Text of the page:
In these difficult economic times, it is important for all companies to become more cost-efficient. One of the ways you can lower your marketing costs is by turning to social media marketing (in case you’re not doing that already). Promoting your brand on social networks such as Facebook and Twitter doesn’t cost you anything (except for the salary of the person who’s doing the job) and is increasingly viewed as the best way to market your product to your target audience. Here’s a list of 35+ companies that are using social media to carry out their brand message, amongst them, Coca Cola, Cisco, Intel, Dell, etc.
Where’s your social media presence?
According to Phantom CTO, consumers even expect a social media presence from brands:
“The highlights of the 2008 Cone Business in Social Media Study came out recently. The results of the study point to a growing trend in how consumers want to be reached by businesses. The study found that 60% of American consumers use social media and of those more than half interact with businesses on social media websites. 93% of American consumers who use social media expect companies to have a social media presence and 85% of them believe those companies should be interacting with consumers through social media.
Cone Researchers say that the results mean that “Americans are eager to deepen their brand relationships through social media,” explains Mike Hollywood, director of new media for Cone, “it isn’t an intrusion into their lives, but rather a welcome channel for discussion.”
Some social networks statistics
So. Much. Tech.
Some of the biggest names in tech are coming to TNW Conference in Amsterdam this May.
Social networks ARE seen as a welcome channel for discussion by consumers. See below chart from Forrester as well which breaks down interest by age groups (Note: This research was done a few months back and percentages are probably higher by now):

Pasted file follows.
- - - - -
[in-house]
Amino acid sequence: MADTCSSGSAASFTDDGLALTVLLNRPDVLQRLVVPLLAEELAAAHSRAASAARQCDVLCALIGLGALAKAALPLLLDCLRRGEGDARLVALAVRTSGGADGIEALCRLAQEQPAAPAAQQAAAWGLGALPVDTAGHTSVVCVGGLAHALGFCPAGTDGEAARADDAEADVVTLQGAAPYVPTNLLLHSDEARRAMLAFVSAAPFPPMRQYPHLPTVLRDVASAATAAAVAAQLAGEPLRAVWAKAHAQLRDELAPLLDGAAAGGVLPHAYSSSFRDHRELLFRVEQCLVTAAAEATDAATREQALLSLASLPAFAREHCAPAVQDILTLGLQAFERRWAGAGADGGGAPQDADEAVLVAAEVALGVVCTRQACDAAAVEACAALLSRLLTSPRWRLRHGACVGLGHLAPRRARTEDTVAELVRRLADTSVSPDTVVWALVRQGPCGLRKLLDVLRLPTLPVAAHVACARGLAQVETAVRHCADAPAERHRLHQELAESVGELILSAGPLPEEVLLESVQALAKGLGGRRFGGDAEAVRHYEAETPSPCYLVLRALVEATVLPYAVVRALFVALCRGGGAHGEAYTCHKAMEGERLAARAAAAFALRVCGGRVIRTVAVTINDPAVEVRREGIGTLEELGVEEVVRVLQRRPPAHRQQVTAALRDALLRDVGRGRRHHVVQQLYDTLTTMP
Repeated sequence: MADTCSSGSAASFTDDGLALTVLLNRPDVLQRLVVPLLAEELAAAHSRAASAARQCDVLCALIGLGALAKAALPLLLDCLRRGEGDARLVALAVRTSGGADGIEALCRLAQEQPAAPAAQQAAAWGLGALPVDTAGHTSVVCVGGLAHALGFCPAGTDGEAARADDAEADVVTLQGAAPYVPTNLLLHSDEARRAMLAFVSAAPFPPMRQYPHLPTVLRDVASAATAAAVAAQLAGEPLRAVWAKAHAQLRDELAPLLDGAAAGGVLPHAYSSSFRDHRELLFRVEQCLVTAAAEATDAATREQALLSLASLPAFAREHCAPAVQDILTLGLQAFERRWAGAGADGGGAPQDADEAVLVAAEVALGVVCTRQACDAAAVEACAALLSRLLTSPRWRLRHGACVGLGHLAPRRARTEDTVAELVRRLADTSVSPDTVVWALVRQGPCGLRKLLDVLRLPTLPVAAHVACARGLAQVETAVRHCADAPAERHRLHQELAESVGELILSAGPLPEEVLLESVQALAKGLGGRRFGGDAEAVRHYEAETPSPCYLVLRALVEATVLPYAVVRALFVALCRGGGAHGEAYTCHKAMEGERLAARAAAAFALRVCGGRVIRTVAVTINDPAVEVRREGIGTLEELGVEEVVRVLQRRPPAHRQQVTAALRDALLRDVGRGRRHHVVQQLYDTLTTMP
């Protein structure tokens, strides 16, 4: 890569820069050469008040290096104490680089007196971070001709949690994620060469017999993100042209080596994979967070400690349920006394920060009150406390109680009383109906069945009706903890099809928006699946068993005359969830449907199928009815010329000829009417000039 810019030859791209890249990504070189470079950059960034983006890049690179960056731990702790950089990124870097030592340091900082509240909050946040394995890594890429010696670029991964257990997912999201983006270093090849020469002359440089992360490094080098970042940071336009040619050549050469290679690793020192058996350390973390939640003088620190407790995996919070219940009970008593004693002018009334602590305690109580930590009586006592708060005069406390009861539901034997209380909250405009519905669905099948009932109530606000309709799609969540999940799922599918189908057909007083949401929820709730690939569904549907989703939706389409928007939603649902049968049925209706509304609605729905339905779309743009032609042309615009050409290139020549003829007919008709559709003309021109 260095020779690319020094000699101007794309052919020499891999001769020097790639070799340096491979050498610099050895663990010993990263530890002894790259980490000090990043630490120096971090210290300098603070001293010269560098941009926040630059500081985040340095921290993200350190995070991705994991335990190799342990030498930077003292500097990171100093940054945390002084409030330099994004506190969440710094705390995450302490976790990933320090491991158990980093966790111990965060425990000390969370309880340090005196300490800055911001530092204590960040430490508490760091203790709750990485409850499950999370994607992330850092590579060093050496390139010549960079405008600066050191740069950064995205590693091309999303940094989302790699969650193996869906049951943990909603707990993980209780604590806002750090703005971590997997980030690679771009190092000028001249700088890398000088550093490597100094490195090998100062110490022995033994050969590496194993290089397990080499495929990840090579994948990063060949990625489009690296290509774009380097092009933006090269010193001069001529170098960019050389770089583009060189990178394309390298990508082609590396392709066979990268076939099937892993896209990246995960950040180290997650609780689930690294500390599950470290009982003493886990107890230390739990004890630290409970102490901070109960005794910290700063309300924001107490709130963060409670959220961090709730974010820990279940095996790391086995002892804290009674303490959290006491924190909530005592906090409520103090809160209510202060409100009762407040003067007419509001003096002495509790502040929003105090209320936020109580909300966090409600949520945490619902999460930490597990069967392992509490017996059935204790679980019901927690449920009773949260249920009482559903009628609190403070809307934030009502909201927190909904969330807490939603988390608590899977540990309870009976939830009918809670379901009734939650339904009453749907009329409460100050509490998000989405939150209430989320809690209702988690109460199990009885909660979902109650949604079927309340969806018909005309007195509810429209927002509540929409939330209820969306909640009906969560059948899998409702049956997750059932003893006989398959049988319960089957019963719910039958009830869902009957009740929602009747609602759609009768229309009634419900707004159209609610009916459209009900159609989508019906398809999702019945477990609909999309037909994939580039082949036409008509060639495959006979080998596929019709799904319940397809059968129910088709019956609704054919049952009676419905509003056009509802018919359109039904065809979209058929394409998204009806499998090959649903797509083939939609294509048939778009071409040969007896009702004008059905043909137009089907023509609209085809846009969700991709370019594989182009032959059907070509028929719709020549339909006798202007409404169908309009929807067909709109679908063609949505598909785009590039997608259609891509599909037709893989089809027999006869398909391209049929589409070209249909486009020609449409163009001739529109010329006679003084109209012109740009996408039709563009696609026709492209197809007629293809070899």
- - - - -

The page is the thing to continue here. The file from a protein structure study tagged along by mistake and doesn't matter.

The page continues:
Much like social networks, coverage in the blogosphere is also a great way to get exposure for your brand and targeting those bloggers who would be specifically interested in your product is the secret formula for receiving the exposure you need. Don’t forget that bloggers are opinion leaders and their “say” is a crucial factor determining your product’s success or failure. If you approach the right bloggers that you think would get added value from your product, and you are able to gain their devotion as users and writers, then you have received coverage directly targeted at the right audience, without paying a dime.
In his newsletter, Chris Brogan writes:
“Are you spending on search terms? Shift some of those dollars into a company blog that builds organic search value with posts about your products, services, and the people who make them. Blogs are inexpensive and easy to launch.
Are you looking to spread your existing marketing spend? How about considering which components can go online and stretch the value? Any dollars spent for video or TV production should be easy targets for new media production and YouTube distribution. Several BILLION views a month can’t be wrong. Just be sure to put URLs in the actual video itself, and if you use their overlay tools, all the better.”